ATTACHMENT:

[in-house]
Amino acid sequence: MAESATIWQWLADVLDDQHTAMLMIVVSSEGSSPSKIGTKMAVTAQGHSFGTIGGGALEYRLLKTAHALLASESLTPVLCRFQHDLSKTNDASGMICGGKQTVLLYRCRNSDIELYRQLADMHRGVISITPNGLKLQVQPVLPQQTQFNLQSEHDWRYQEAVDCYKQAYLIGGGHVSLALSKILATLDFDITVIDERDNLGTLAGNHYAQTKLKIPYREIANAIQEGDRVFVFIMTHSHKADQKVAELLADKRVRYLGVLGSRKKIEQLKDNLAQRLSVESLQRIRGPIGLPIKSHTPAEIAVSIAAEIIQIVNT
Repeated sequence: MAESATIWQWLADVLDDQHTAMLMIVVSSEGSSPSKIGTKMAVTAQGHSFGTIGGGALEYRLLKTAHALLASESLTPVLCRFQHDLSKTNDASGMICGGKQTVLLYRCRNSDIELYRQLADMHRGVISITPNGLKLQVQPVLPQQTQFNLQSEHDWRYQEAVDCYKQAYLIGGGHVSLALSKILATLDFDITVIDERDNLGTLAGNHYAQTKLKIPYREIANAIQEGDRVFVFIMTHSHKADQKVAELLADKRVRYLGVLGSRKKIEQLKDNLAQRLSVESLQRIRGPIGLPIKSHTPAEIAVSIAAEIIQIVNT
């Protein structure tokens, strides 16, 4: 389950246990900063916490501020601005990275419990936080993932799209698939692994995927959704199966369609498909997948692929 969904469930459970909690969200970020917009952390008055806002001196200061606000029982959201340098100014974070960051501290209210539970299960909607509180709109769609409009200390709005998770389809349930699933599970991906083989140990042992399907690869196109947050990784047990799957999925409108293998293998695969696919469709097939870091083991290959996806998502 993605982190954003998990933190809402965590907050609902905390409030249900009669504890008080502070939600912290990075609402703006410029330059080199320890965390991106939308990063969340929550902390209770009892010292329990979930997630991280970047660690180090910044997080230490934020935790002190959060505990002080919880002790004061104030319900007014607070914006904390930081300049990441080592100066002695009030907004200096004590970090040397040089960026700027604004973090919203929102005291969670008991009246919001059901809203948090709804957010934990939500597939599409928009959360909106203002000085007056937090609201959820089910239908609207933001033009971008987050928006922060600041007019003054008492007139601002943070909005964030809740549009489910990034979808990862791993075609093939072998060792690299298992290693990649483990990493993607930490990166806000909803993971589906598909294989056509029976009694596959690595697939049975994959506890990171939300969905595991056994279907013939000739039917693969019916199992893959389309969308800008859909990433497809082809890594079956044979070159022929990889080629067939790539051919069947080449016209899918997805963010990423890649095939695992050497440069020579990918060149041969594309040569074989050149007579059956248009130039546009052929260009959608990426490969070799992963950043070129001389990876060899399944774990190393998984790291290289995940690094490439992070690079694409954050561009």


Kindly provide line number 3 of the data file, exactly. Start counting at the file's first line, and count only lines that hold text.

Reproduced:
Repeated sequence: MAESATIWQWLADVLDDQHTAMLMIVVSSEGSSPSKIGTKMAVTAQGHSFGTIGGGALEYRLLKTAHALLASESLTPVLCRFQHDLSKTNDASGMICGGKQTVLLYRCRNSDIELYRQLADMHRGVISITPNGLKLQVQPVLPQQTQFNLQSEHDWRYQEAVDCYKQAYLIGGGHVSLALSKILATLDFDITVIDERDNLGTLAGNHYAQTKLKIPYREIANAIQEGDRVFVFIMTHSHKADQKVAELLADKRVRYLGVLGSRKKIEQLKDNLAQRLSVESLQRIRGPIGLPIKSHTPAEIAVSIAAEIIQIVNT